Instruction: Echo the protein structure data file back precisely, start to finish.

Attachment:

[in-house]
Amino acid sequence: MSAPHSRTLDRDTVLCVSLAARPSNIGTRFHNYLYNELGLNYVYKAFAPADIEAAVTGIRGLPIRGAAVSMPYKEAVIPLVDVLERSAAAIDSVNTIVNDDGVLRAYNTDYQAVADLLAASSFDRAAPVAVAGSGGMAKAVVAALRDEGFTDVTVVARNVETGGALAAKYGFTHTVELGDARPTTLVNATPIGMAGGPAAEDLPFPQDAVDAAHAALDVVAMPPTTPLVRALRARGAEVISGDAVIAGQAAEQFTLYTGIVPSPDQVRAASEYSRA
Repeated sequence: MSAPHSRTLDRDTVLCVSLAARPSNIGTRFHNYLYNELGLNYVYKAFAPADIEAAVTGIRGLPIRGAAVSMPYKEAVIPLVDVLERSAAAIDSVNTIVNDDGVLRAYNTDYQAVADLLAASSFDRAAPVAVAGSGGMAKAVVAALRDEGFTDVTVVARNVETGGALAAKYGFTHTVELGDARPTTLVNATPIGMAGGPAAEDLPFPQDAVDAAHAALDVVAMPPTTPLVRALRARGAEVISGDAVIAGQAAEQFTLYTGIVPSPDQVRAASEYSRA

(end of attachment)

[in-house]
Amino acid sequence: MSAPHSRTLDRDTVLCVSLAARPSNIGTRFHNYLYNELGLNYVYKAFAPADIEAAVTGIRGLPIRGAAVSMPYKEAVIPLVDVLERSAAAIDSVNTIVNDDGVLRAYNTDYQAVADLLAASSFDRAAPVAVAGSGGMAKAVVAALRDEGFTDVTVVARNVETGGALAAKYGFTHTVELGDARPTTLVNATPIGMAGGPAAEDLPFPQDAVDAAHAALDVVAMPPTTPLVRALRARGAEVISGDAVIAGQAAEQFTLYTGIVPSPDQVRAASEYSRA
Repeated sequence: MSAPHSRTLDRDTVLCVSLAARPSNIGTRFHNYLYNELGLNYVYKAFAPADIEAAVTGIRGLPIRGAAVSMPYKEAVIPLVDVLERSAAAIDSVNTIVNDDGVLRAYNTDYQAVADLLAASSFDRAAPVAVAGSGGMAKAVVAALRDEGFTDVTVVARNVETGGALAAKYGFTHTVELGDARPTTLVNATPIGMAGGPAAEDLPFPQDAVDAAHAALDVVAMPPTTPLVRALRARGAEVISGDAVIAGQAAEQFTLYTGIVPSPDQVRAASEYSRA